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Why is it better to use '!=" than '<' in a vector loop? I just can't see the difference.

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7 Answers 7

up vote 20 down vote accepted

Because you're using iterators, and it'll make the loop look exactly the same as other containers, should you choose to switch to other container types, such as set, list, unordered_set, etc. where < has no meaning.

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I'll assume that you mean the use of !=vector.end() rather than <vector.size() as that was not clear from your question.

One reason to prefer the end() version is that what you are really trying to do is to check whether you reached the end.

The idiom for doing this sort of checks for arrays in C was to check the index compared to the size, but that is a "legacy" behavior. In was then spread in the world of Java (as <array.length) until such time that people realized that arrays are evil and that Java finally supports generics. In C++, however, there is no reason to use this idiom when you have a good collection class such as vector to work with. It's more readable, and more maintainable. For example, it makes it easier to switch to other collections if necessary, as you are still talking about the end.

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Some iterator types don't support the less-than operator -- they only support the inequality operator. That's why you'll often see the less-than operator forsaken.

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In general, I like to put code like this in a template function similar to the STL algorigthms, such that they are agnostic about what the underlying containter is.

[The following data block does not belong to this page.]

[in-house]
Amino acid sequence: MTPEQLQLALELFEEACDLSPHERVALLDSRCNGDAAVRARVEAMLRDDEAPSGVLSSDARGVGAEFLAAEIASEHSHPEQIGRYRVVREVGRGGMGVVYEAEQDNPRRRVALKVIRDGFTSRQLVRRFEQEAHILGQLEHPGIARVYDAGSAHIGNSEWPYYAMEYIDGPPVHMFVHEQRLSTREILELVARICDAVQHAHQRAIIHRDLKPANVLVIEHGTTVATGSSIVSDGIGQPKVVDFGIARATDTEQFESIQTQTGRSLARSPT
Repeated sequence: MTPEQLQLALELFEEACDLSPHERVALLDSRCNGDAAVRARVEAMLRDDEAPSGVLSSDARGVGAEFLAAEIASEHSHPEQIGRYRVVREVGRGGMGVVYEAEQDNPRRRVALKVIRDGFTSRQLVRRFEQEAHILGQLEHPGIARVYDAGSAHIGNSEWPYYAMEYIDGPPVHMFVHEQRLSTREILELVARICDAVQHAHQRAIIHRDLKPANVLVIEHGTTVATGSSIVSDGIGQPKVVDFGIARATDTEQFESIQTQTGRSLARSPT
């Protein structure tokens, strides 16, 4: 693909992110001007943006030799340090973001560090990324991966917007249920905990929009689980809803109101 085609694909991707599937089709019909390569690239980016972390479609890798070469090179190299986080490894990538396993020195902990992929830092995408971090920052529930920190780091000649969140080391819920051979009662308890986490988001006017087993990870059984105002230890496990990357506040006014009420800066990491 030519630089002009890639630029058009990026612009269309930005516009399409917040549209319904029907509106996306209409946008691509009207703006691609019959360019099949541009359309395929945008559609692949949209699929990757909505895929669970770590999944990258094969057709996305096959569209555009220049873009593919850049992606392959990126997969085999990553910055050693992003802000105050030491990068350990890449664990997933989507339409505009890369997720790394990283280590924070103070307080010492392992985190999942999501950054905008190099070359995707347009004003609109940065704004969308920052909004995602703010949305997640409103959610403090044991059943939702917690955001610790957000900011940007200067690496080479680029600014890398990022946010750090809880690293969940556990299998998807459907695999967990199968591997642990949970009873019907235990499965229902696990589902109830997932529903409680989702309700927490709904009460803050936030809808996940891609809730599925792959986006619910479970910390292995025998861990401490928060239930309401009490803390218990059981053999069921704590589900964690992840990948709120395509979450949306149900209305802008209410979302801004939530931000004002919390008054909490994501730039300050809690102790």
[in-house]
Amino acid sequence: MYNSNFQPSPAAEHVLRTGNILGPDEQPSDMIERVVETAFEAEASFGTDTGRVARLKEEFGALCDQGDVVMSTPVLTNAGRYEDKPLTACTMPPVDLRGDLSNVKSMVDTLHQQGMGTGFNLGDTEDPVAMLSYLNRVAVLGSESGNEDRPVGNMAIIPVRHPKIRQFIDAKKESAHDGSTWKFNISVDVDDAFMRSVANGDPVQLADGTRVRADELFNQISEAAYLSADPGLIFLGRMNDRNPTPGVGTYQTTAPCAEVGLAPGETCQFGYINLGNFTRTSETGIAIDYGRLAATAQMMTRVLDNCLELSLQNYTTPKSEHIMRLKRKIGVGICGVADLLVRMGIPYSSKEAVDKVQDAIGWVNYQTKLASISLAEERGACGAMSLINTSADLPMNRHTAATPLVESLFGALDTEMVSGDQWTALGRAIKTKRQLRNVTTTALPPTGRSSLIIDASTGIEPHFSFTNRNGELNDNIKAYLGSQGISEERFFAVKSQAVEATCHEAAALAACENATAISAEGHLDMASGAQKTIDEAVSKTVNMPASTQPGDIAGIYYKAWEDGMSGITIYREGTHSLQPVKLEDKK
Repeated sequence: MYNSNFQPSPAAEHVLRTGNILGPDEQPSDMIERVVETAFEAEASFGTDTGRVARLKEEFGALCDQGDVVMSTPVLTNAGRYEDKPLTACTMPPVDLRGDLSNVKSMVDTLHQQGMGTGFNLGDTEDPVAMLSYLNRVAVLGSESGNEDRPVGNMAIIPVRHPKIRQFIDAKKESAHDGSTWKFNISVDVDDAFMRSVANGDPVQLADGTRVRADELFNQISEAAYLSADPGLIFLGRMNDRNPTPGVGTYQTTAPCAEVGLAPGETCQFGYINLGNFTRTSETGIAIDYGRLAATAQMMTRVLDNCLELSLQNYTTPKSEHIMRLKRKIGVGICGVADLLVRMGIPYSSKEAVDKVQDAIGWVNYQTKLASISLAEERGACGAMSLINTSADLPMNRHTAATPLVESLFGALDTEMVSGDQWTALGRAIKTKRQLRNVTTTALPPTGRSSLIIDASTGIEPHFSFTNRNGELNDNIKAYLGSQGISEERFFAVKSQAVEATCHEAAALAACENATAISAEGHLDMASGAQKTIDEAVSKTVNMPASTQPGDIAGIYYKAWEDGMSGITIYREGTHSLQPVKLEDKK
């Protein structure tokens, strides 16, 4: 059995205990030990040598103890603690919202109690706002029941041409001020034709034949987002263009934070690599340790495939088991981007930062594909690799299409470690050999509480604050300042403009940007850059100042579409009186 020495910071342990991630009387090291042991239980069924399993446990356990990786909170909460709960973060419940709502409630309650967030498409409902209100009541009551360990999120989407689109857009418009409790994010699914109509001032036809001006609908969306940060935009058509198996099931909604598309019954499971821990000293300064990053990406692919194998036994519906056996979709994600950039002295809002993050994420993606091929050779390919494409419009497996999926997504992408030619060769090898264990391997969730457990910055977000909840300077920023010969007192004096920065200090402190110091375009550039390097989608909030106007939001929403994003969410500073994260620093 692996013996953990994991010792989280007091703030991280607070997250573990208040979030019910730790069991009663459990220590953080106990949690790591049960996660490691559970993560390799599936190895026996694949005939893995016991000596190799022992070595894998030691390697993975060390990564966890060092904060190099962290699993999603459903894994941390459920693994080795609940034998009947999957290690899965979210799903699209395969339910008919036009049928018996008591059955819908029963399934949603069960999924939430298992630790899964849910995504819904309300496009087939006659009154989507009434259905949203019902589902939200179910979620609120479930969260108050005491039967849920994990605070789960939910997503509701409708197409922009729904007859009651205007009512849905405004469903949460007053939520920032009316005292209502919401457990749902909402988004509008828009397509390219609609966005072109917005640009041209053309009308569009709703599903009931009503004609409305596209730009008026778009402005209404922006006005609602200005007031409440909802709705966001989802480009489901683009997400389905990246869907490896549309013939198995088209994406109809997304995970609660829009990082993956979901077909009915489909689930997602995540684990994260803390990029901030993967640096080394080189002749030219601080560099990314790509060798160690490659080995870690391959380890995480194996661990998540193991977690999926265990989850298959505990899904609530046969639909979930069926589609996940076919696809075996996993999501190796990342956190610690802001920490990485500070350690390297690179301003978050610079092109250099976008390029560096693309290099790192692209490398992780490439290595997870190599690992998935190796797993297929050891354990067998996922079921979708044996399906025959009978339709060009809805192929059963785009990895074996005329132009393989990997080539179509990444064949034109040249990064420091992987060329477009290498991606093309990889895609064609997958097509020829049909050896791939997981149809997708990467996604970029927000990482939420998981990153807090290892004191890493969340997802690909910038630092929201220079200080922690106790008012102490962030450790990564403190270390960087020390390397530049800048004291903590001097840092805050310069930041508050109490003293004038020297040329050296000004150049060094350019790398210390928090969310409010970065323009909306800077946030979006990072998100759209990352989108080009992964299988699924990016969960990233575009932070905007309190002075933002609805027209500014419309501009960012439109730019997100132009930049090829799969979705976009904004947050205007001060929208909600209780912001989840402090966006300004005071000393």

Since < only makes sense for vectors, it would be a poor fit for a generic function. If you use <, you are locking yourself into using a vector.

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For vector iterators, it doesn't make any difference. In general, iterators may not support '<' just '==' and '!='. Hence, the most general way to test if you have not reached the end of the collection is to check if the iterator != container.end()

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It could be that the programmer remembered a defensive coding trick: In case something goes haywire during the loop's execution, and the index/pointer/iterator goes way past the end, the loop will quietly stop upon checking '<' leaving the bug unnoticed. With != there's likely to be chaos and a crash as the loop continues with bad data, allowing an earlier fix.

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Except some iterators don't allow for < so in that case the code would not compile or work. The reason it is used is so that you can switch out the container without having to modify the for loop. –  X-Istence May 16 '09 at 5:42
    
+1: This defensive coding trick also allows you to statically analyze and prove the correctness of your loop. If the loop terminates normally, then the a!=b condition tells you that it terminated because exactly a==b, e.g. the loop body was executed the exact number of times you expected. The a<b condition only tells you that it terminated because a>=b, e.g. the loop body was executed at least the number of times you expected, maybe more. Related question: stackoverflow.com/questions/132164/loop-termination-conditions –  palm3D May 16 '09 at 9:25

Another reason: When translated into assembly, a branch-equal or branch-not-equal is generally much faster than a comparison branch.

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2  
Do you have any documentation for that? I'd always assumed in either case it's basically a subtraction - in the eq/neq case you check the zero flag and in the less than case you check the negative flag. –  Eclipse May 16 '09 at 5:48

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